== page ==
The ultra-short throw projector (UST), aptly named because it can display up to 120 inches while being placed as close as two or three feet away from a screen, is finally ready for its closeup. For the first time, the annual TV Shootout, which deemed the Sony XR-A90J Master OLED TV and LG ZX Signature Series 8K OLED TV to be the 2021 “Kings of TV” yesterday, has crowned the Hisense L9G TriChroma Laser TV as the 2021 “King of UST Projectors.” The L9G received the most votes from a panel of entertainment and technology industry experts, who ran each of the three projectors — the LG HU85LA UST Laser Projector, the Samsung SP-LSP9TFAXZA UST Laser Projector, and the Hisense L9G TriChroma Laser TV – through a series of tests for such criteria as color accuracy and skin tone, black level and shadow detail, geometry, UHD detail and sharpness, focus, high APL content, tone-mapping, color gamut, and 24p motion control in both SDR and HDR reference modes.
Hosted by Master of Ceremonies Rob Sabin, the editor-in-chief of Projector Central, the competition’s panel of judges included David Medina (Production Technical Operations Manager, HBO), Giles Sherwood (Head of Post Production, Criterion Collection), John Reformato (ISF calibrator), Mark Henninger (Imagic Digital), and Jason Dustal (Training and Support, Murideo), and Stop the FOMO (YouTube).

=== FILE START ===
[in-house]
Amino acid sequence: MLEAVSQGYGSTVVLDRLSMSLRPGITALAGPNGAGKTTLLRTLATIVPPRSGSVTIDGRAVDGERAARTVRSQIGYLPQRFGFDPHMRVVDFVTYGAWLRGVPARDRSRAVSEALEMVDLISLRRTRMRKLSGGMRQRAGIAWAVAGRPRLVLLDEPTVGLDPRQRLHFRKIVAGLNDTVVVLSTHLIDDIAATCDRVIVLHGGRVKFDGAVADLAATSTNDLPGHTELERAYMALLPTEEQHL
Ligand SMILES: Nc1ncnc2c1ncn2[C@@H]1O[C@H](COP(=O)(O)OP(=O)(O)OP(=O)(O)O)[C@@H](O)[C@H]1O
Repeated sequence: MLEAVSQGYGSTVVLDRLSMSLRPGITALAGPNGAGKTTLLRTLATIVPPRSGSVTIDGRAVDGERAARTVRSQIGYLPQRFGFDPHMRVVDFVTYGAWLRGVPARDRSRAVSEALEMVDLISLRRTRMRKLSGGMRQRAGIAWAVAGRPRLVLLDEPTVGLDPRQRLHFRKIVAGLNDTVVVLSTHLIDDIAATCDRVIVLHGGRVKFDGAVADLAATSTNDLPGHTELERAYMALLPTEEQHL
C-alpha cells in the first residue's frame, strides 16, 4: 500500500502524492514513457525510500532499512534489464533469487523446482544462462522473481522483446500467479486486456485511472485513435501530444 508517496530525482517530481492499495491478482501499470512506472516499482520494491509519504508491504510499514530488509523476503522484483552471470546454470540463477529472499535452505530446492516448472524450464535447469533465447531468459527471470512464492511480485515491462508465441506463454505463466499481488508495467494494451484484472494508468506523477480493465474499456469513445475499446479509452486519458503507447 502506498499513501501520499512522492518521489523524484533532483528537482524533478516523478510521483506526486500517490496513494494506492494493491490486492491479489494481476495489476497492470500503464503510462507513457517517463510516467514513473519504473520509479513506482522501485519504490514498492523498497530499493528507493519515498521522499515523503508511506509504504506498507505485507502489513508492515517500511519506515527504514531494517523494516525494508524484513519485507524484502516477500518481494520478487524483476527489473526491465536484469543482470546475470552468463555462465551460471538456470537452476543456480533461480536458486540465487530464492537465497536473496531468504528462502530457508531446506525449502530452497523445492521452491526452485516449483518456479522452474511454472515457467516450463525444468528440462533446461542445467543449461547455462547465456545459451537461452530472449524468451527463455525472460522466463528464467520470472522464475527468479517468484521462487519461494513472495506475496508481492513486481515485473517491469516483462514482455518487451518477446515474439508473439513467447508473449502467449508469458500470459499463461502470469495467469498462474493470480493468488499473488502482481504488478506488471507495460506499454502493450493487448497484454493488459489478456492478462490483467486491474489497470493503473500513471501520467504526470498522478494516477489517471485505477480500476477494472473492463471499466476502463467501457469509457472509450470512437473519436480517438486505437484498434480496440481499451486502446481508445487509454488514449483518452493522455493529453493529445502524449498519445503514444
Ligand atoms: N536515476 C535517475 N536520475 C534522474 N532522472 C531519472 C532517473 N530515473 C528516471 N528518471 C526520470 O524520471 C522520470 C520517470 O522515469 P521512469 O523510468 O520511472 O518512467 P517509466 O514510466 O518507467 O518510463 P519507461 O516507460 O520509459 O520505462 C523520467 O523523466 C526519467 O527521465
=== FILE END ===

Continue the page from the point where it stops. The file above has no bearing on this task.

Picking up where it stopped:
This is the first year that the UST projector category has been included in the TV Shootout, which is co-sponsored by Value Electronics and Dealerscope. “This is a very fun new category,” said Value Electronics president Robert Zohn. “It’s affordable, gives you premium picture quality, has a low to small footprint, can work in low or high light situations, gives you a movie experience, is portable, and the picture quality has improved so much. It shouted out to me to bring exposure to this category.”
UST projectors are increasingly popular for many reasons, not least of which is that the set-up is easy they can be placed a mere two to three feet from up to 120-inch screens and still provide 4K-level video. While they’re not necessarily ideal for HDR-quality 4K, they can handle SD and standard HD for most casual users and, even at $4,000-$5,000, offer screen-size bang for the buck.
Stay tuned for more coverage from the Shootouts this week, as well as exclusive interviews.
Tom is the Editor in Chief of Dealerscope.